Codey Miller waits for his hearing in Criminal Court on Monday (Becky Campbell/Johnson City Press)
Four years after his mother’s death and his arrest for her murder, Codey Miller walked out of a Washington County courtroom a free man Monday.
All charges against Miller — felony murder, first-degree murder and abuse of a corpse — were dismissed by Assistant District Attorney Dennis Brooks. Miller had been free on $100,000 bond since December 2011 and was accused of killing his mother, 36-year-old Sherry Cooper in May 2009. But as the case progressed through the system, Brooks said he became less and less confident about being able to obtain a conviction.
“Mr. Miller, I don’t know what involvement you had in this case, if any, and I don’t guess we’ll ever know. Only you will. You’re free to go,” Judge Robert Cupp told Miller, who stood before him with his attorney, Public Defender Jeff Kelly.
After the hearing, Brooks further explained why he chose to dismiss the charges.
“In criminal law we deal with a burden for the state beyond reasonable doubt. They taught us in law school that it’s better for 10 guilty people to go free than one innocent person to suffer. That’s what we see at play here,” Brooks said after the hearing. “That’s part of our American system of justice — that we try to do everything we can do to be sure people who are incarcerated are guilty of those offenses.
“An ethical prosecutor has to follow that. I’m not going to stand in front of a jury and say, ‘convict him,’ if I’ve got my own reasonable doubt. That’s not fair to anybody.”
After the hearing, Miller walked up to Brooks outside the courtroom, shook the prosecutor’s hand and said, “Thank you.” Brooks told Miller to stay out of trouble.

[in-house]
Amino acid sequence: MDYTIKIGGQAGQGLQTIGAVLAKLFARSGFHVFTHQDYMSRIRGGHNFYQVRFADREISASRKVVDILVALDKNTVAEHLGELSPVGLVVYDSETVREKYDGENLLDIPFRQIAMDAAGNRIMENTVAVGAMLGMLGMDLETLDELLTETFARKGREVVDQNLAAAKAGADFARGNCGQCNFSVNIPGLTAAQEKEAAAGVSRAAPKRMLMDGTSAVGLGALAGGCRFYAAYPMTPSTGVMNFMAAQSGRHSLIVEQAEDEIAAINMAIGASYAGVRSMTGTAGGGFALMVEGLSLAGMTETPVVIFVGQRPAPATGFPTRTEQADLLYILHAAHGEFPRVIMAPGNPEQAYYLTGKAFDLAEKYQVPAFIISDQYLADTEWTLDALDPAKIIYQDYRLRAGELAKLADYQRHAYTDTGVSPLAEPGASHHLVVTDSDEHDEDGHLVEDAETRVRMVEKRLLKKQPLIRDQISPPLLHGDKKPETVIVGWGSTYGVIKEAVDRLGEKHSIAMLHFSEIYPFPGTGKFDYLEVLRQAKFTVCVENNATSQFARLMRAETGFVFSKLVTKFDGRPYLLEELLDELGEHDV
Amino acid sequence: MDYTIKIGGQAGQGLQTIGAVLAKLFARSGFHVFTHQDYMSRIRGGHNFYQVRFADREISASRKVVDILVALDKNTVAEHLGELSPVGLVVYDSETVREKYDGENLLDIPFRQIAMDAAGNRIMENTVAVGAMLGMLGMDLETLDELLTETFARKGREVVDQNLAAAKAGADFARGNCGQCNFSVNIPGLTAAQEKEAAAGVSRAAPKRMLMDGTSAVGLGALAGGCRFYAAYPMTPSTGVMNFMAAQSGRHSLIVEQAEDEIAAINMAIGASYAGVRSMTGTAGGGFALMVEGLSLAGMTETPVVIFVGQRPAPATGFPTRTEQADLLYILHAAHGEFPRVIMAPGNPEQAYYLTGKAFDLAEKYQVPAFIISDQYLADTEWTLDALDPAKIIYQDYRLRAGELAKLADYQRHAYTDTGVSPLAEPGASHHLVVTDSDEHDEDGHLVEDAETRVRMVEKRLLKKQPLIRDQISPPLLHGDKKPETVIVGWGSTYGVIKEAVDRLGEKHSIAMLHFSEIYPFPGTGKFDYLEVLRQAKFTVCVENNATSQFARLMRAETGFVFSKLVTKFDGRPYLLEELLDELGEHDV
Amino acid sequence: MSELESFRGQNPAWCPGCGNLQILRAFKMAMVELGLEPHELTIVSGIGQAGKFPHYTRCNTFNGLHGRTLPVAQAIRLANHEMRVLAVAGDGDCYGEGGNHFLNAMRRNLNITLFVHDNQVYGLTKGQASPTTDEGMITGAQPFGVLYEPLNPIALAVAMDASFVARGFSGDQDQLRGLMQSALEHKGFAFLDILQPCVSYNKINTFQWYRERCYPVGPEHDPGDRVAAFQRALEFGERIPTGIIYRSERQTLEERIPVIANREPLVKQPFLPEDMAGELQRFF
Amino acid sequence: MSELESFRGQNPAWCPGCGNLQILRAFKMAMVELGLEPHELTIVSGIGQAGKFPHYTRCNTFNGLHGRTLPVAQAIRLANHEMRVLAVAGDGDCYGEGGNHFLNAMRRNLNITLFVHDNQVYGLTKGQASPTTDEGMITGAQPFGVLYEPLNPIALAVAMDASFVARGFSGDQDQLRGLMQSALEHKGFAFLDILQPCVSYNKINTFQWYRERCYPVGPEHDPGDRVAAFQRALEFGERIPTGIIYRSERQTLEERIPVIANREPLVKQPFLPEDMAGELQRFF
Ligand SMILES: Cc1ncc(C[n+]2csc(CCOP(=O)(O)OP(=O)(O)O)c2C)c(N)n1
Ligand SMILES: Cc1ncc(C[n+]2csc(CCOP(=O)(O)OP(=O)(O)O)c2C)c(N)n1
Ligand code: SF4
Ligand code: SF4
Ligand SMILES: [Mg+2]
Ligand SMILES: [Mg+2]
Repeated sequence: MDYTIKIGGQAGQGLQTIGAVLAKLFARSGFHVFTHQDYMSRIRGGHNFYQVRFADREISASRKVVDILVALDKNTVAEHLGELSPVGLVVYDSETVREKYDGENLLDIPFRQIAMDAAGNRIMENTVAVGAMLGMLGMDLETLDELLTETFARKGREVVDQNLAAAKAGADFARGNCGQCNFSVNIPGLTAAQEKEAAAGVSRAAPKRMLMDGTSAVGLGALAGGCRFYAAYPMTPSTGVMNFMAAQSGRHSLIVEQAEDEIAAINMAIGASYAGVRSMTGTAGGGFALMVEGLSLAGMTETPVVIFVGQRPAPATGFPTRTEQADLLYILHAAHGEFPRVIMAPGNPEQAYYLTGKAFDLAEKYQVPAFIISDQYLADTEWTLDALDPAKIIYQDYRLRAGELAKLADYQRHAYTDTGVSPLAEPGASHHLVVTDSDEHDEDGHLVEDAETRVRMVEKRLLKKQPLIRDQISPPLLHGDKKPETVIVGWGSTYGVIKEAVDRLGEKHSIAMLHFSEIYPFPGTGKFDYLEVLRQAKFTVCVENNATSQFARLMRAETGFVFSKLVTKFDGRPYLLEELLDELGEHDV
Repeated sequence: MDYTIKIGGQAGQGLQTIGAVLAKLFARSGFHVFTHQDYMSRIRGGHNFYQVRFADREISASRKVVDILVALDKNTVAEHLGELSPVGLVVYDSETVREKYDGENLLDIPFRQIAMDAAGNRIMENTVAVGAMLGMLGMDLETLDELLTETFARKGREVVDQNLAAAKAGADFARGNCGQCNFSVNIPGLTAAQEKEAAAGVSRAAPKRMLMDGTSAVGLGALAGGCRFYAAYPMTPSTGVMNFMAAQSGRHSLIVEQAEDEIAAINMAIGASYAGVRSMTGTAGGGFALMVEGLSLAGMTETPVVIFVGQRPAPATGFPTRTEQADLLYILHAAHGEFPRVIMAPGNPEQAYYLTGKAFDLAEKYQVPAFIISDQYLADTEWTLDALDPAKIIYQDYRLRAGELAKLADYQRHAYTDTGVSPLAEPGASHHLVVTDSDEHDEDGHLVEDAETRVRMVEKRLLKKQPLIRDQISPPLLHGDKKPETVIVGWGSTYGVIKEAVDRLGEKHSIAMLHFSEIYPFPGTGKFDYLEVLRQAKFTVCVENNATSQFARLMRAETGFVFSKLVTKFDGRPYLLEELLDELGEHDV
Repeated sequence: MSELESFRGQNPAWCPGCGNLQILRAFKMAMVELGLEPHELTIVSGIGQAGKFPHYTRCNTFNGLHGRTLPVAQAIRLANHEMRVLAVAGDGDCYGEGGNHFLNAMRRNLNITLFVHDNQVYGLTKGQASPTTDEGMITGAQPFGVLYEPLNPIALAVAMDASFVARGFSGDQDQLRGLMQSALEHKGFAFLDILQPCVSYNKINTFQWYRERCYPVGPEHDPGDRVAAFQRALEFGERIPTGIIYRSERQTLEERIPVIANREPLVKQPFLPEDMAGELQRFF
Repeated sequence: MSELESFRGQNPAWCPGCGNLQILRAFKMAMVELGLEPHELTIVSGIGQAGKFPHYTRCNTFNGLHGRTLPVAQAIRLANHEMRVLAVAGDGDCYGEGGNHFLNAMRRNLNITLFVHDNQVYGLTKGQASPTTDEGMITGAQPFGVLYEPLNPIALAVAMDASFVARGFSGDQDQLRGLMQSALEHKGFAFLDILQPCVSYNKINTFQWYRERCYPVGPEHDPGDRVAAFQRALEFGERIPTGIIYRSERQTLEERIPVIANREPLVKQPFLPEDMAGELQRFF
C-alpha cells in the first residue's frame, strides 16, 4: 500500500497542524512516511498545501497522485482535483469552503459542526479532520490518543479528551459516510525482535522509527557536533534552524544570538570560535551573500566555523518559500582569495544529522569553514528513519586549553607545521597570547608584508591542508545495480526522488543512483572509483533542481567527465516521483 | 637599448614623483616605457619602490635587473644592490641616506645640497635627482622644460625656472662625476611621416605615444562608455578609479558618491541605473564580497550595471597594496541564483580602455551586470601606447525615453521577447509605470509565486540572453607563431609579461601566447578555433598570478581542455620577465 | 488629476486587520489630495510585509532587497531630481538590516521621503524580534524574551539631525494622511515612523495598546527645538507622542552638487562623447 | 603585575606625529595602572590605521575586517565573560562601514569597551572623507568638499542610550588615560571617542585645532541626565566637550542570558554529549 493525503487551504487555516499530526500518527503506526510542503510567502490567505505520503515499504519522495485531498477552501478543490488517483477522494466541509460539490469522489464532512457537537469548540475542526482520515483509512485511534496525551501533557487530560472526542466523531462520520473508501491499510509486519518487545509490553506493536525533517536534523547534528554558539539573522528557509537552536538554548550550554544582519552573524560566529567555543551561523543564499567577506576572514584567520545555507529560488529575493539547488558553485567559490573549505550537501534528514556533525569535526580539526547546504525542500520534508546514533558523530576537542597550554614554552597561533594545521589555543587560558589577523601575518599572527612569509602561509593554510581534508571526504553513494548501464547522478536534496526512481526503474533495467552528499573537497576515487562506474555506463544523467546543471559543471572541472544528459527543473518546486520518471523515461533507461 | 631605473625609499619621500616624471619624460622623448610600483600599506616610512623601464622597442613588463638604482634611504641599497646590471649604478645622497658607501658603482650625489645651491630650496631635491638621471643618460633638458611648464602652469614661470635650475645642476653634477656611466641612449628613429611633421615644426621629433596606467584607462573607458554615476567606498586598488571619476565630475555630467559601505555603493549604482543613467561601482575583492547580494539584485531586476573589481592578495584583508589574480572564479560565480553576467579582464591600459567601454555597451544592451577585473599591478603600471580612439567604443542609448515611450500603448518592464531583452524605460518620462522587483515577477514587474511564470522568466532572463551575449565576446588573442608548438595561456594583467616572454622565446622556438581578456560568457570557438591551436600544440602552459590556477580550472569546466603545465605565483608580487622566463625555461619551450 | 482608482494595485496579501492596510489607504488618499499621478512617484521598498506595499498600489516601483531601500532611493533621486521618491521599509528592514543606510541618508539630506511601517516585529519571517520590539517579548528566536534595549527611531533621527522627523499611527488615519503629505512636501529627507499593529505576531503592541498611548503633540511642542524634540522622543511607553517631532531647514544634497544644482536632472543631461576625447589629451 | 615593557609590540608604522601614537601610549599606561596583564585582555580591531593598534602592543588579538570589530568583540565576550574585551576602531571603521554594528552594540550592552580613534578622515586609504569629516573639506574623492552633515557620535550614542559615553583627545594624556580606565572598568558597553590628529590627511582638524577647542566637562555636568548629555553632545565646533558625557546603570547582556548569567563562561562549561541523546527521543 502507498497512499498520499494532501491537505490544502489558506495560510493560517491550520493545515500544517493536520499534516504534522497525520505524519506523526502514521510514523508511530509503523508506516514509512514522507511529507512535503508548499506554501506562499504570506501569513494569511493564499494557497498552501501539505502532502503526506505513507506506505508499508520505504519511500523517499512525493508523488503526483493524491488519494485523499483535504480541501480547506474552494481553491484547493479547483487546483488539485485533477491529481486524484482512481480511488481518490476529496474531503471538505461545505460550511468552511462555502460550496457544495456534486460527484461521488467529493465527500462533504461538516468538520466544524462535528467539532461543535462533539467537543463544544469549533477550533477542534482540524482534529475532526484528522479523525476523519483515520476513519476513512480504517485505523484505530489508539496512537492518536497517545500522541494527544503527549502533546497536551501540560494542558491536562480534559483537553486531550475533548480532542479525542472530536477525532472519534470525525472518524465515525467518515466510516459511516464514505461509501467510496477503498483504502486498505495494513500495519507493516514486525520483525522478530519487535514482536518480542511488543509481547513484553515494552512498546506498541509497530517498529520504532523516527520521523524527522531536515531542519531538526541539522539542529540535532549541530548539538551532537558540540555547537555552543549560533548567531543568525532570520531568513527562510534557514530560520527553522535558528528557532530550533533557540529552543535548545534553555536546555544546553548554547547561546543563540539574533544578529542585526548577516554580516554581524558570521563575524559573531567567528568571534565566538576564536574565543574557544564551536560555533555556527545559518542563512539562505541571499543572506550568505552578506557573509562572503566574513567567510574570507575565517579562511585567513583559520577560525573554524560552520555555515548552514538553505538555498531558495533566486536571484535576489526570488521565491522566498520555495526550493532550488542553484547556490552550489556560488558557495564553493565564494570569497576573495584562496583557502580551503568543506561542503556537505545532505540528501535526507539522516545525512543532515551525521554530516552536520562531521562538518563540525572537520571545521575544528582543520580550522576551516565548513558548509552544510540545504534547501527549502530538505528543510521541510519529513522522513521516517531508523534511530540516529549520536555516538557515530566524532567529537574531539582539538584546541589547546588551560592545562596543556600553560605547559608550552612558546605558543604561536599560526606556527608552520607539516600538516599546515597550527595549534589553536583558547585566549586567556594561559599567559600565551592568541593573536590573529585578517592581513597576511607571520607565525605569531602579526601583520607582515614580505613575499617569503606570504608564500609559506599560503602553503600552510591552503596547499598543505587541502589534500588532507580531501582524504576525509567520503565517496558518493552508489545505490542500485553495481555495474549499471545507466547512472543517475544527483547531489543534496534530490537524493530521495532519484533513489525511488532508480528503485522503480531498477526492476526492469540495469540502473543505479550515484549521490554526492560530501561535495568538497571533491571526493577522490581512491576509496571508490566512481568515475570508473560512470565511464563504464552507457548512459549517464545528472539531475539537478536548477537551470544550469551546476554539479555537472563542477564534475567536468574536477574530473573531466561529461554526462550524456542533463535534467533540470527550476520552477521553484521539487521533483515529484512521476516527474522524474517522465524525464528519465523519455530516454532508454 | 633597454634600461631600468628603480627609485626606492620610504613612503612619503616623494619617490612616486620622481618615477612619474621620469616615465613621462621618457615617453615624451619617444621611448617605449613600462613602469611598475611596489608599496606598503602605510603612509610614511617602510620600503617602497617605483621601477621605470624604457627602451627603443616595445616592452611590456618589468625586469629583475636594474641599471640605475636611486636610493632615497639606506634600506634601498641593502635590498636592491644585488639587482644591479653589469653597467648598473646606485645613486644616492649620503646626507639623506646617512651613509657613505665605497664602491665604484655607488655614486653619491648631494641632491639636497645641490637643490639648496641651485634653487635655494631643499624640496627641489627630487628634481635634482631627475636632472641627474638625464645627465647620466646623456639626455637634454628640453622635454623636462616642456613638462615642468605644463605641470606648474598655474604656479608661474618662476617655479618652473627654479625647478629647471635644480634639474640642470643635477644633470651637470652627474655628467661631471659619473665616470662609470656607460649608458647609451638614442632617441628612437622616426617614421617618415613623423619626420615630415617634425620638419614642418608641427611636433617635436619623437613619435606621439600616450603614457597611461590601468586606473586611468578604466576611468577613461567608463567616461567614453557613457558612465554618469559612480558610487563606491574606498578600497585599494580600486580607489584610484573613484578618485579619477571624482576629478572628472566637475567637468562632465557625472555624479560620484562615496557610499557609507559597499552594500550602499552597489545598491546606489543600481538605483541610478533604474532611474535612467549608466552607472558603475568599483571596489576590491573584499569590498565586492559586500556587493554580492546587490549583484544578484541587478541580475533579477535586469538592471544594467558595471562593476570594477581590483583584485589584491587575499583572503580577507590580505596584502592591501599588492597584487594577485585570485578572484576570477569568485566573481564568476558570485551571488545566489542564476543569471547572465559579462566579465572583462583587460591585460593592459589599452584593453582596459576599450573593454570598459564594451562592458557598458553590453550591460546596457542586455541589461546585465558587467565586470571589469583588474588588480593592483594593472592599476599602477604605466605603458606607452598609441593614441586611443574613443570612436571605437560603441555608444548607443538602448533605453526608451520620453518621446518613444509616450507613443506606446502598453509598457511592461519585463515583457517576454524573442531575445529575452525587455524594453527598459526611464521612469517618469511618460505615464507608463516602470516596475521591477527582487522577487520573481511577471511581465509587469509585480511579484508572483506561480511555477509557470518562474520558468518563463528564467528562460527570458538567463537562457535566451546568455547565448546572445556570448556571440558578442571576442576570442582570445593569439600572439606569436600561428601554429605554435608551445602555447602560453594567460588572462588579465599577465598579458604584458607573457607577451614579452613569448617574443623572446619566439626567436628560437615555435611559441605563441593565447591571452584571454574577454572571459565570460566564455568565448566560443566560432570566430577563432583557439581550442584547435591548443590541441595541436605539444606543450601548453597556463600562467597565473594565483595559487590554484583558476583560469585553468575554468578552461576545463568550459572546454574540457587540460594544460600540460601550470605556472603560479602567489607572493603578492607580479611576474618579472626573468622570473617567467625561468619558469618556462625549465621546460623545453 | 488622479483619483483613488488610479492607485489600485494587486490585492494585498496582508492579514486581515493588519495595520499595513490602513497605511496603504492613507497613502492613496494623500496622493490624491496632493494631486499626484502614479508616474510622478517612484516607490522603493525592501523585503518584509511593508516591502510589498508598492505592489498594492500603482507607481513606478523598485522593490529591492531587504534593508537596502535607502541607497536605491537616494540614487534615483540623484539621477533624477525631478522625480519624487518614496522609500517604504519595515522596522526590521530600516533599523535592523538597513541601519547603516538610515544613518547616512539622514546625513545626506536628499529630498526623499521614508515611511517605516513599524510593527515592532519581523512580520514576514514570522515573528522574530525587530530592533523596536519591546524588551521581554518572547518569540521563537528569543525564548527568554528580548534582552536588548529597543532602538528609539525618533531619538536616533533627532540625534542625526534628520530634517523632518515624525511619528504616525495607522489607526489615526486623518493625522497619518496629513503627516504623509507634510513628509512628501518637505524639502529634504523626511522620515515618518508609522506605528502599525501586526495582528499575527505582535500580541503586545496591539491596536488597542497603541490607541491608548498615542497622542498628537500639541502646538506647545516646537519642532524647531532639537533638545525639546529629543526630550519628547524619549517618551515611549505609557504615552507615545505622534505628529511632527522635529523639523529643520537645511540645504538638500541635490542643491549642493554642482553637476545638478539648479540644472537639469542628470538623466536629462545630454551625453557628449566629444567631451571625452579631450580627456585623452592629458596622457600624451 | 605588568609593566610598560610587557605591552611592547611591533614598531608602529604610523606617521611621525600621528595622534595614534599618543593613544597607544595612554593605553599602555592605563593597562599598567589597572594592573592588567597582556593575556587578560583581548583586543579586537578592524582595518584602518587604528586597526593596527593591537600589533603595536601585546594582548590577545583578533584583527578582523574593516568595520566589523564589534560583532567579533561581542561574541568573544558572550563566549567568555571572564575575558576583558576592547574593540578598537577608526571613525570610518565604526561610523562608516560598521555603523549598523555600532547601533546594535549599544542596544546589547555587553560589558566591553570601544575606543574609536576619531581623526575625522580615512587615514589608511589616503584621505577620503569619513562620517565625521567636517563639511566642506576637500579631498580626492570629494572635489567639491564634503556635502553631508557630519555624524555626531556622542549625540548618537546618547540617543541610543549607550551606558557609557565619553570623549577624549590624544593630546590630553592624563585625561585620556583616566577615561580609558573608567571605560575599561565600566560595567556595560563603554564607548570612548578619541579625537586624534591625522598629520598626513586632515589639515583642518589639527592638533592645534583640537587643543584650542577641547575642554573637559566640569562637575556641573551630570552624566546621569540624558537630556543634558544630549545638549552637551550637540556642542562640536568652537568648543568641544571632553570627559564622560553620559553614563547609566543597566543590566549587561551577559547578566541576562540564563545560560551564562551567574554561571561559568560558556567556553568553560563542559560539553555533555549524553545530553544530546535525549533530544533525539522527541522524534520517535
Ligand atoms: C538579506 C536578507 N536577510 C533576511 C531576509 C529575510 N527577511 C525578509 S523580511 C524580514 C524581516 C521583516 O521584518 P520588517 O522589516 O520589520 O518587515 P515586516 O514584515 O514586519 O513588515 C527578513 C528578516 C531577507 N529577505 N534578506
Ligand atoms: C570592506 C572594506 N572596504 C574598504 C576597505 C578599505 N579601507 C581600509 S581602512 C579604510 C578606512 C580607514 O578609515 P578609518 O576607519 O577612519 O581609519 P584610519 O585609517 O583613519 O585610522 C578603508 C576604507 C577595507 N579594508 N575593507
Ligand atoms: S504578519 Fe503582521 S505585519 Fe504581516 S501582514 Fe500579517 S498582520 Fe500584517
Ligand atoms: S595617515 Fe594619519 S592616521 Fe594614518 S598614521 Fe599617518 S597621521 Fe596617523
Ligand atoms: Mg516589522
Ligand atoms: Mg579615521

Miller’s co-defendant in the case, Christopher Johnson, was also charged with the same offenses. He pleaded guilty last year to tampering with evidence and abuse of a corpse and received an eight-year probation term. Since then, Johnson has absconded from probation and now faces a charge that stems back to 2008.
The new charge, and the circumstances around it, also played a role in Brooks’ decision to dismiss Miller’s charges.
The allegations from Shelby County involved a female who was living with him, sleeping on a blowup mattress in the living room who woke up and her hands were taped up and tied with rope, Brooks said.
That incident occurred in July 2008, but Shelby County didn’t file a warrant until July 2009, which was after Cooper’s death. Brooks said investigators checked Johnson’s criminal history when he was arrested on the murder charge, but no one thought to check it again as the case progressed through court.
Miller, now 21, was just 17 years old when his mother’s body was found in a large trash can outside her apartment May 9, 2009. Cooper, 36, had been strangled to death and police believed someone had sex with her corpse based on evidence recovered from inside her apartment. Johnson City police investigators focused on Miller and Johnson. Both were ultimately charged with murder, but Miller was the person investigators said actually killed Cooper and had sex with her corpse.
Miller confessed to the crime after hours of interrogation, but that confession was ultimately thrown out because Cupp said police pressed Miller too hard during questioning.